Opportunities in IoT Data Management With a Database on the Edge
Want to learn more about storing data in something other than the cloud? Check out this post on keeping data on the Edge.
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We are in the early stages of a data management revolution brought on by the Internet of Things. One IoT impact currently being felt by organizations is the massive amounts of data produced from sensors, machines, and devices. Cisco predicts that by 2020 the explosion of IoT will generate 600 Zettabytes annually (1 ZB=1 trillion GBs) of data. While this is a large number, it is only expected to continue to grow in mountainous volumes as more and more aspects of industry, business, healthcare, and everyday life become connected through IoT devices.
The question is what to do with all this data? This is where the rise of edge computing is disrupting the status quo. Up until now, the answer to “what do we do with all this data?” for most has been to send all the raw data to the cloud, where it can be stored, analyzed, and mined for nuggets of information. With the recent popularity of the cloud, it seemed like the obvious solution. However, sending all data to the cloud is not the right choice for every system, and, now, it is no longer the only option.
The latest options available are databases that operate on the edge — a point much closer to the sensors than the cloud. Lowering the distance data has to travel has an innate benefit to performance. This means that the time to mine raw data for information gold is accelerated. Keep in mind, though, true performance gains go beyond simple data relocation. Businesses cannot place just any database on the edge and get more gold, faster. It needs to be one that is designed specifically to operate on the edge.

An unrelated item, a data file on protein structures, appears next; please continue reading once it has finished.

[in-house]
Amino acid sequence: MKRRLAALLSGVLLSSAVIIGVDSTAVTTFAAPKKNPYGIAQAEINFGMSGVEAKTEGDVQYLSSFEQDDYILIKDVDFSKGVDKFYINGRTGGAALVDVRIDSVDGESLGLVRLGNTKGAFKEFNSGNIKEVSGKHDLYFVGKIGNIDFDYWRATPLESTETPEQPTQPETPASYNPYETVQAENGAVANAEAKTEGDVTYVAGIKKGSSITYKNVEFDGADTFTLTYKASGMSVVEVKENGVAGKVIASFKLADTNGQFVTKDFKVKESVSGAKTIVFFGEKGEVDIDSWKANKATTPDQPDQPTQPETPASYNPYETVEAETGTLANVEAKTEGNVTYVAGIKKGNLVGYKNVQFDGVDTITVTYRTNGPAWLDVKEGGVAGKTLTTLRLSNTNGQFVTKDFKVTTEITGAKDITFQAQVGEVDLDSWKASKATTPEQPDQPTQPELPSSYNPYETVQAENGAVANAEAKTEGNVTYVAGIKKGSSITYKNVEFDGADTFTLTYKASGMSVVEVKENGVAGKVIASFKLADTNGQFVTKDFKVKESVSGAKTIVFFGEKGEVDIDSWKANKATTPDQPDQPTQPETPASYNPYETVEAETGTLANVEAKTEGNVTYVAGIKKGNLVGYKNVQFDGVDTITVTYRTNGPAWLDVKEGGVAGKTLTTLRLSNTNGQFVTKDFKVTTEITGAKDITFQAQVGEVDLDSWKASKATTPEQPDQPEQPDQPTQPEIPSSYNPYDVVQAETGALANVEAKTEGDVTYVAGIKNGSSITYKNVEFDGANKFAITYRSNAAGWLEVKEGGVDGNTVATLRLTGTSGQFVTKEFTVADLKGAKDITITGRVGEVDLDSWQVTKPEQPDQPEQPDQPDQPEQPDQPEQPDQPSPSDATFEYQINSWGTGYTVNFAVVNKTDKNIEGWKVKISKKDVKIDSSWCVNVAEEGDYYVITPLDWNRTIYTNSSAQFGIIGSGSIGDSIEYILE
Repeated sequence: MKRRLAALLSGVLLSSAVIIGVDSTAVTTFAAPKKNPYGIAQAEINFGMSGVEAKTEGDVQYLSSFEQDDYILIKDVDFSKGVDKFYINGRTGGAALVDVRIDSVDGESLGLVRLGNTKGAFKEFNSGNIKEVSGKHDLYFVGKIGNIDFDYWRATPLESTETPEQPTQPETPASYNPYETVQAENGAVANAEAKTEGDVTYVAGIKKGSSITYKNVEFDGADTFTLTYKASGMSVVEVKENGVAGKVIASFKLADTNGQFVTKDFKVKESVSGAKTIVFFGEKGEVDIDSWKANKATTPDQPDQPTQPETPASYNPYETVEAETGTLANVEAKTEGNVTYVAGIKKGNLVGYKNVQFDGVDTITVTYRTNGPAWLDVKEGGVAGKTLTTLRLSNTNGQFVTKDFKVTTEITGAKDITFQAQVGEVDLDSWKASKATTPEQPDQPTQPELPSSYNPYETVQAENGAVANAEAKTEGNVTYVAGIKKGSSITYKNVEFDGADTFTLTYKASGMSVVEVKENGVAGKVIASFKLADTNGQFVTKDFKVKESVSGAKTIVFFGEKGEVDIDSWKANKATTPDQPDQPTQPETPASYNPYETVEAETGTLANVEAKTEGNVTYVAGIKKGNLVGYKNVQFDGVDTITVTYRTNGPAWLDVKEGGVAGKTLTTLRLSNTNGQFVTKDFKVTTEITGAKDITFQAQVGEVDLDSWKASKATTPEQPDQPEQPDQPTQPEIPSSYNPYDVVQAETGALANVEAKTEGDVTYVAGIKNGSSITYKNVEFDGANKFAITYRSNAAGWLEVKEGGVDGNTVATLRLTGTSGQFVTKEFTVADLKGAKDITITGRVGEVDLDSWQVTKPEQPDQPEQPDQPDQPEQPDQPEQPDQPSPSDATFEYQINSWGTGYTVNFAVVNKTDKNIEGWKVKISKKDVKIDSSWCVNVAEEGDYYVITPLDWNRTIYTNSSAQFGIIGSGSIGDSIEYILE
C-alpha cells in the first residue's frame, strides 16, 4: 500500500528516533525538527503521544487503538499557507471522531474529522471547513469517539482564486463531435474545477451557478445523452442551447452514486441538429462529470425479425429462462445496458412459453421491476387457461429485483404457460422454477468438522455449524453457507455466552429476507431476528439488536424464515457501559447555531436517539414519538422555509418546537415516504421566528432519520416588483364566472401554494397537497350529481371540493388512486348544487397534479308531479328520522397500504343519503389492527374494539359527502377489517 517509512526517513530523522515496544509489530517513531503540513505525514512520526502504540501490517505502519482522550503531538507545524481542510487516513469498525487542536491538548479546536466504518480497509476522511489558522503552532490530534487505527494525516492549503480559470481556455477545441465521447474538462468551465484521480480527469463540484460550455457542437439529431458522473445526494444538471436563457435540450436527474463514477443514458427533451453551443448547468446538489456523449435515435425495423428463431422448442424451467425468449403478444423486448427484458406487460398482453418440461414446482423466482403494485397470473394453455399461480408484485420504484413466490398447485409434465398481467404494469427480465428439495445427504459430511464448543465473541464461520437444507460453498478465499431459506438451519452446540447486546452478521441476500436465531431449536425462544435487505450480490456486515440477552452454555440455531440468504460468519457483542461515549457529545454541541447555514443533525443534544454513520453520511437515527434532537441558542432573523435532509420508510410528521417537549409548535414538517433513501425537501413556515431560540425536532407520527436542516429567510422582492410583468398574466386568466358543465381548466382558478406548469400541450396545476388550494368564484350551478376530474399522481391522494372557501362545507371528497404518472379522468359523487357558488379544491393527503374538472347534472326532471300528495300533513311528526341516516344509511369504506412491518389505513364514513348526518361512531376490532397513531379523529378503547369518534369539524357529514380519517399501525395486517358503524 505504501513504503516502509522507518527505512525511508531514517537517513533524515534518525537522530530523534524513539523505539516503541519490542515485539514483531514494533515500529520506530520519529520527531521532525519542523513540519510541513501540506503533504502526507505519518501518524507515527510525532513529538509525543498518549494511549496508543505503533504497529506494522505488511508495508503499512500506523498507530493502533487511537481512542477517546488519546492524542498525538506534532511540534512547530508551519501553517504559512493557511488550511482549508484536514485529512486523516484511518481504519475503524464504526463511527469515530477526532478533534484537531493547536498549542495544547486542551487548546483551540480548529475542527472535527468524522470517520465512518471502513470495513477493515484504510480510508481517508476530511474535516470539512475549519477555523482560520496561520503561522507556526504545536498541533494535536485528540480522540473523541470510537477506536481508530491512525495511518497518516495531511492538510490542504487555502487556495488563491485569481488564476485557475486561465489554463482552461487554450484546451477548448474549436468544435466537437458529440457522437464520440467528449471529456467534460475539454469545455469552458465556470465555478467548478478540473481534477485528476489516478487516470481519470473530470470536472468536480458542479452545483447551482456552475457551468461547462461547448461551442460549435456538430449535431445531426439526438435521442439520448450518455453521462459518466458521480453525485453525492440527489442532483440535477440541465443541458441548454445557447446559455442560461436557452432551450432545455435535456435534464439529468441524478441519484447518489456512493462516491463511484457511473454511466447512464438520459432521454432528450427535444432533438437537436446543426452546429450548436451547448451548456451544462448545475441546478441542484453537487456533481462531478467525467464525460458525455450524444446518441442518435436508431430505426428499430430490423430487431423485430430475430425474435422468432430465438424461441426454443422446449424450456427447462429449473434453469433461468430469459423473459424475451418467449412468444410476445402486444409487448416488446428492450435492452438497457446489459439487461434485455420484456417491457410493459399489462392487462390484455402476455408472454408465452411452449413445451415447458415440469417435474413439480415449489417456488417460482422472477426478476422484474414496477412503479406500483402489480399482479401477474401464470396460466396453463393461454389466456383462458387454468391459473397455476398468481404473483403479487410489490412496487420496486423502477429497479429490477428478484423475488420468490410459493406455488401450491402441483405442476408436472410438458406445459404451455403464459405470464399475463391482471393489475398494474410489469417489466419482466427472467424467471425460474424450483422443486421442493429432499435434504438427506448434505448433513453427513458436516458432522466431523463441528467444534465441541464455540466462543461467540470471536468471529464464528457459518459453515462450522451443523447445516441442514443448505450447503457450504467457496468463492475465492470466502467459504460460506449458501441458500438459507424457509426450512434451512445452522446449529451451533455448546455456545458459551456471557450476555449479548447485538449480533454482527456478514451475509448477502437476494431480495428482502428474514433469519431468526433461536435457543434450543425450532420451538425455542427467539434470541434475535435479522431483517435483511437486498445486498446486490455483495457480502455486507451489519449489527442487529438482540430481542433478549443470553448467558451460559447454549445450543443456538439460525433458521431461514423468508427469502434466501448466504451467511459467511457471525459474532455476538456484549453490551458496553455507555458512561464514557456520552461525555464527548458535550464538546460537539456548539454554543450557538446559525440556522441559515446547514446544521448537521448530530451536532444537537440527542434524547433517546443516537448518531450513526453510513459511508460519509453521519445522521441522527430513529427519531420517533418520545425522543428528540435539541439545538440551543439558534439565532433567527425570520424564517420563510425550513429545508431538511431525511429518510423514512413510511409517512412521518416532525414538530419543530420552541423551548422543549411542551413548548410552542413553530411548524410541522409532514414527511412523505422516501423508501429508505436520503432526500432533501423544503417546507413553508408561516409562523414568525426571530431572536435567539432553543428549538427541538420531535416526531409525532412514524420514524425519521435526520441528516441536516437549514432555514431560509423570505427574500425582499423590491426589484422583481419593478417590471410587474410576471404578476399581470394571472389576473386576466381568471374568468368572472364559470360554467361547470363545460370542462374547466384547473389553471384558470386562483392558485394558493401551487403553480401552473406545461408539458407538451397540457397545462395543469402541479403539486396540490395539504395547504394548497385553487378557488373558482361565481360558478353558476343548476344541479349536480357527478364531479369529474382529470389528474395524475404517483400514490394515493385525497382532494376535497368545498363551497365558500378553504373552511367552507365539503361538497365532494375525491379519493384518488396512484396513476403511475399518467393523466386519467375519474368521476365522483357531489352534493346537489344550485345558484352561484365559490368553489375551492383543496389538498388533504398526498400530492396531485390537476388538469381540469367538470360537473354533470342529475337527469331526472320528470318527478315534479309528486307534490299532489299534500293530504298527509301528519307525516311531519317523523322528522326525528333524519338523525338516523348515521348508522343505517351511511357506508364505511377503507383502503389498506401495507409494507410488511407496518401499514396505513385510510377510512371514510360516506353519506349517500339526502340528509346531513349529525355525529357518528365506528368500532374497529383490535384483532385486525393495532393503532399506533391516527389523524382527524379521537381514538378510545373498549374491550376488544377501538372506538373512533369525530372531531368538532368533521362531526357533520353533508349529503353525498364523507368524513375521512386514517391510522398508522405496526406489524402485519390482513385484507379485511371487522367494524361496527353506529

There are numerous benefits to deploying and operating a database on the edge. Improvements can be made to data governance, for example, by allowing businesses to better manage the data that sensors collect and decide where it should be stored — the cloud or the edge. In turn, companies can save on reduced bandwidth and cloud storage costs.
More importantly, the emerging ability to make mission-critical decisions on the edge based on the data that is collected by IoT sensors is a key component to making real-time, mission-critical decisions. The edge hosts data persistence, which can only be achieved with a database that guarantees persistence.
The ability to reliably persist data on the edge allows businesses to maintain a high level of data quality and significantly reduce the amount of time needed during a decision-making process. Data quality increases when there is less opportunity for data corruption (loss, change, manipulation, etc.) to occur during communication with the cloud. By having a database on the edge, the data is stored closest to the data’s origin, making persistence and security immediate. With lowered latency, due to not sending data to and from the cloud, new business opportunities are possible for tools to prevent catastrophic equipment failure, enhance product quality control, and protect human life.
Let’s be clear — we are not suggesting to avoid using the cloud. An ideal database is one that is fully functional on the edge, but that also works nicely with the cloud, especially providing the choice to transmit some or all of the data. The best practice says to have a backup and recovery plan that includes onsite and offsite options.
Published at DZone with permission of Brad Thomas, DZone MVB. See the original article here.
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